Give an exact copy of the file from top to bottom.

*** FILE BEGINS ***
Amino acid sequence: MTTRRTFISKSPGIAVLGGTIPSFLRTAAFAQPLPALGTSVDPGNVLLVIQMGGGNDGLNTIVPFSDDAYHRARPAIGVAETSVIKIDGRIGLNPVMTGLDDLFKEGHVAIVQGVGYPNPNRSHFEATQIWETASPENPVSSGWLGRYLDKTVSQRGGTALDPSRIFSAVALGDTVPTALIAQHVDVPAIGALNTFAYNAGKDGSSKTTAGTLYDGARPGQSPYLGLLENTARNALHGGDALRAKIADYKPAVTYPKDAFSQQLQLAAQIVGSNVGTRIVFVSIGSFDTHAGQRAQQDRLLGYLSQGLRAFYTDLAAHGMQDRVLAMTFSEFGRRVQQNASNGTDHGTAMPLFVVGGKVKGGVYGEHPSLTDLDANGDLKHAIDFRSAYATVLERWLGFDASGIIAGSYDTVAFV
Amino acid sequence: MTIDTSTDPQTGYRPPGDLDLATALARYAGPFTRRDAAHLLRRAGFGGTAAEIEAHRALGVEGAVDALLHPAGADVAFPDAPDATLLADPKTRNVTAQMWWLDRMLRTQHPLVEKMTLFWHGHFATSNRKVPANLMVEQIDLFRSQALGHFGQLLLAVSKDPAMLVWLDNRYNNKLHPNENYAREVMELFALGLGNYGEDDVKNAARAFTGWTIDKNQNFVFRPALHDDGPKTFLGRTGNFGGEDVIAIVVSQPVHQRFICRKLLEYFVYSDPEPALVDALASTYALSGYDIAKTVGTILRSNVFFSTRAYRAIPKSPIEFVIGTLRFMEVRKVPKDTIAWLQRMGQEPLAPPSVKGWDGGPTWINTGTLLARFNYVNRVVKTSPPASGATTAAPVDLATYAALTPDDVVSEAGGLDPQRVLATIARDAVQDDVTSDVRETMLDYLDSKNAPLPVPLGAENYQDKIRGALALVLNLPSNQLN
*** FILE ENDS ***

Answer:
Amino acid sequence: MTTRRTFISKSPGIAVLGGTIPSFLRTAAFAQPLPALGTSVDPGNVLLVIQMGGGNDGLNTIVPFSDDAYHRARPAIGVAETSVIKIDGRIGLNPVMTGLDDLFKEGHVAIVQGVGYPNPNRSHFEATQIWETASPENPVSSGWLGRYLDKTVSQRGGTALDPSRIFSAVALGDTVPTALIAQHVDVPAIGALNTFAYNAGKDGSSKTTAGTLYDGARPGQSPYLGLLENTARNALHGGDALRAKIADYKPAVTYPKDAFSQQLQLAAQIVGSNVGTRIVFVSIGSFDTHAGQRAQQDRLLGYLSQGLRAFYTDLAAHGMQDRVLAMTFSEFGRRVQQNASNGTDHGTAMPLFVVGGKVKGGVYGEHPSLTDLDANGDLKHAIDFRSAYATVLERWLGFDASGIIAGSYDTVAFV
Amino acid sequence: MTIDTSTDPQTGYRPPGDLDLATALARYAGPFTRRDAAHLLRRAGFGGTAAEIEAHRALGVEGAVDALLHPAGADVAFPDAPDATLLADPKTRNVTAQMWWLDRMLRTQHPLVEKMTLFWHGHFATSNRKVPANLMVEQIDLFRSQALGHFGQLLLAVSKDPAMLVWLDNRYNNKLHPNENYAREVMELFALGLGNYGEDDVKNAARAFTGWTIDKNQNFVFRPALHDDGPKTFLGRTGNFGGEDVIAIVVSQPVHQRFICRKLLEYFVYSDPEPALVDALASTYALSGYDIAKTVGTILRSNVFFSTRAYRAIPKSPIEFVIGTLRFMEVRKVPKDTIAWLQRMGQEPLAPPSVKGWDGGPTWINTGTLLARFNYVNRVVKTSPPASGATTAAPVDLATYAALTPDDVVSEAGGLDPQRVLATIARDAVQDDVTSDVRETMLDYLDSKNAPLPVPLGAENYQDKIRGALALVLNLPSNQLN